The automobile is considered a rite of passage for young males in particular. . . It may be more difficult to deal with quitting what a young male driver has enjoyed for a short time, only to have it taken away from him, than it would be never to have attempted it in the first place.
As Dorothy points out, an important consideration for parents and the student is whether or not they are prepared to lose their driving privileges later on. As you will see, this experience can be quite devastating.
Mary Dignan shared some excerpts from her personal journal of the period when she was coming to terms with life without a driver's license:
It hasn't been that bad, a week without driving. In a way, much better than waiting for the inevitable smashup and possible major and even moral injuries. What HAS been bad is the grief and the depression, and the tunnel, which I don't see ending. `You have all kinds of options,' a friend told me. `You just can't see them right now.' He also said that I am not handling things very well—that the issues I have to deal with right now regarding my sight and hearing are so overwhelming that it would be good for me to get some help. He specifically mentioned my anger and the way it is spilling out—exploding—everywhere. Well, I AM angry. I have worked all my life in a world that is not mine, and striven with all I have to communicate with it on ITS terms. Now I look at the television car commercials, and all of a sudden I boil, thinking, damn it, in a world where cars are essential and mobility is success, I now have to figure out how to deal with the world all over again.
I'm tired of this anger, I'm tired of this depression, and I want out. The fact that I don't drive anymore isn't important. The fact that there are options out there is—and it is time for me to claim them. . .
So driving, not driving that is, isn't such a big issue. I told my brother last night that I don't miss driving so much as I am missing the ease of mobility. It's not a bad case of restricted mobility, as Andy is an obliging chauffeur. Too much so, in fact to the point that my independence from him is an issue, but it's resolvable.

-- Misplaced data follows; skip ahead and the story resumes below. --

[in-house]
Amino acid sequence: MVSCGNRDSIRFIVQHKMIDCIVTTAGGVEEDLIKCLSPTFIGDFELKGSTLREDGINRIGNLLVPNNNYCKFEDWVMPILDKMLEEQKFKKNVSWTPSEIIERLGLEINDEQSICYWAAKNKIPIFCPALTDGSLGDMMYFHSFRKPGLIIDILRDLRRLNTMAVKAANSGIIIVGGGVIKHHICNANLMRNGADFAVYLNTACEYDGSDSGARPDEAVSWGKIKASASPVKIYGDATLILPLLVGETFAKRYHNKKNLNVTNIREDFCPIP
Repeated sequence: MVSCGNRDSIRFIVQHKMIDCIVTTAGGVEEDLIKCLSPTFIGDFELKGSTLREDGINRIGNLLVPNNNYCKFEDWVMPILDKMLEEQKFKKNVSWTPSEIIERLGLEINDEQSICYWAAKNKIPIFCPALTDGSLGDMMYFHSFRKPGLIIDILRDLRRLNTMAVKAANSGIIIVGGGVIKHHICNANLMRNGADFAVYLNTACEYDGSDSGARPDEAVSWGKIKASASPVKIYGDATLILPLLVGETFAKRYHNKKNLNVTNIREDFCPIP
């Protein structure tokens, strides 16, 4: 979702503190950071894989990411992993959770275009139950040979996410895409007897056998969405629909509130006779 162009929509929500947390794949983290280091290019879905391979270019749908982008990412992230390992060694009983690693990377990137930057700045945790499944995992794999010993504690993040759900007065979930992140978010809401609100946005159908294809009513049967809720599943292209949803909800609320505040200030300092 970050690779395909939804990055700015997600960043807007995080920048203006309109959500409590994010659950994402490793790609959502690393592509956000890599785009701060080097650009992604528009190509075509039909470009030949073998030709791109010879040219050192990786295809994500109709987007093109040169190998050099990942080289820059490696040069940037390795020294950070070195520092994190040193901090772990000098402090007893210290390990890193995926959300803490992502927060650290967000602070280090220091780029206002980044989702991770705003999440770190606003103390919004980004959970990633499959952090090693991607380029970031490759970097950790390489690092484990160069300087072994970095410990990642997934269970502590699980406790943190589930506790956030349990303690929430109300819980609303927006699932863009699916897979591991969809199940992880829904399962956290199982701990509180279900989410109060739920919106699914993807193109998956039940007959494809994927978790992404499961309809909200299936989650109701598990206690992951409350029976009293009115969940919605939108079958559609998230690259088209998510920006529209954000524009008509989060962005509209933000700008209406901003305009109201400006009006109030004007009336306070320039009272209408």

It's also part of a more basic issue, that of my perception of success and image of myself. I said something about mobility— "mobility is success" —that is a core belief, one that I'm beginning to rattle and shake around, get the dust off, give a reappraisal. There was another one, "cars are essential" I believed it was. That I've already begun to throw out. Personally, driving a car does not necessarily equate with mobility or success. The relationship of mobility to success, on the other hand, is a whole other issue.
From Webster's I note the following significant definitions of being mobile: capable of moving or being moved (movable); changeable in appearance, mood or purpose; adaptable, versatile. Webster's also notes having "opportunity for or undergoing a shift in status within the hierarchical social levels of society." And success is the favorable termination of a venture (i.e. "the attainment of wealth, favor, or eminence"). To succeed is to "turn out well" and to "attain a desired object or end."
The bottom line definition of success, then, can only be a personal definition. Define what it is you want to achieve—to venture—and if you do it well, then you're successful. So, I'm capable of moving and being moved; I'm changeable in appearance, mood and purpose; I'm arguably adaptable and versatile, and as far as I'm concerned I have all kinds of opportunity to "shift my status within the hierarchical social levels of society." But more significant, I have opportunity—options—to shift my status, period, not just in terms of hierarchical social levels. And that's it, right there. Equating mobility with success isn't such a bad thing to do, but it's important to realize that the definition is mine, and it is important to know the definition for what it is. . .